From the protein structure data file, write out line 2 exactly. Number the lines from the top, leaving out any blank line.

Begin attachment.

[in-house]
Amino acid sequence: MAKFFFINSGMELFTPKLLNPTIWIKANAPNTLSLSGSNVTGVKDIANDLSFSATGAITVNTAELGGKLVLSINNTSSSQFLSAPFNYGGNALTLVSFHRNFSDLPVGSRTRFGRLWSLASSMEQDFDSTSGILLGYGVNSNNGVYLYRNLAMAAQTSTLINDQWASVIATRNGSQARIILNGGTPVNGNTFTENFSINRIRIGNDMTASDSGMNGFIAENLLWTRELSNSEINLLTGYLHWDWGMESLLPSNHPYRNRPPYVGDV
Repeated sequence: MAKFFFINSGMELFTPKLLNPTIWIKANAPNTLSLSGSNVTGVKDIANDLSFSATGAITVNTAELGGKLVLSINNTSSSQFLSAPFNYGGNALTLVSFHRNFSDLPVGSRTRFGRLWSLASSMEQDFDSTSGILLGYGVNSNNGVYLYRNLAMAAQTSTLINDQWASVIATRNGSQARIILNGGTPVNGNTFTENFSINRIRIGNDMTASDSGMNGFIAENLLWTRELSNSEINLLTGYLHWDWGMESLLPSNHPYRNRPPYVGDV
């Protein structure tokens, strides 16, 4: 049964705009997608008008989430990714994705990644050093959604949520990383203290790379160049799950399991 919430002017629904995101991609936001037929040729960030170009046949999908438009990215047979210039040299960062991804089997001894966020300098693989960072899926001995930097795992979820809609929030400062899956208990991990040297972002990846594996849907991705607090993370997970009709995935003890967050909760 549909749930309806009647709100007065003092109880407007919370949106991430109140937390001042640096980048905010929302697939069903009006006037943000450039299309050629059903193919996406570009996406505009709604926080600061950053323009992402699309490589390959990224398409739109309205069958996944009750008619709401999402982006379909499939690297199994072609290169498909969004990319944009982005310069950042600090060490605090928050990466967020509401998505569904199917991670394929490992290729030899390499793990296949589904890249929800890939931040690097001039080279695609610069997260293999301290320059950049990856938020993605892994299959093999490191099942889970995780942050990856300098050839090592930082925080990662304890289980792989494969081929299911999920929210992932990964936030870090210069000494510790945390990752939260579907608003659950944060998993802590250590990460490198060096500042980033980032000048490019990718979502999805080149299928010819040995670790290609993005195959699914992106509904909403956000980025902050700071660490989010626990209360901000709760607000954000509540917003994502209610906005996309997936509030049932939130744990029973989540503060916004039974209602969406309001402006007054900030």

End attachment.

Amino acid sequence: MAKFFFINSGMELFTPKLLNPTIWIKANAPNTLSLSGSNVTGVKDIANDLSFSATGAITVNTAELGGKLVLSINNTSSSQFLSAPFNYGGNALTLVSFHRNFSDLPVGSRTRFGRLWSLASSMEQDFDSTSGILLGYGVNSNNGVYLYRNLAMAAQTSTLINDQWASVIATRNGSQARIILNGGTPVNGNTFTENFSINRIRIGNDMTASDSGMNGFIAENLLWTRELSNSEINLLTGYLHWDWGMESLLPSNHPYRNRPPYVGDV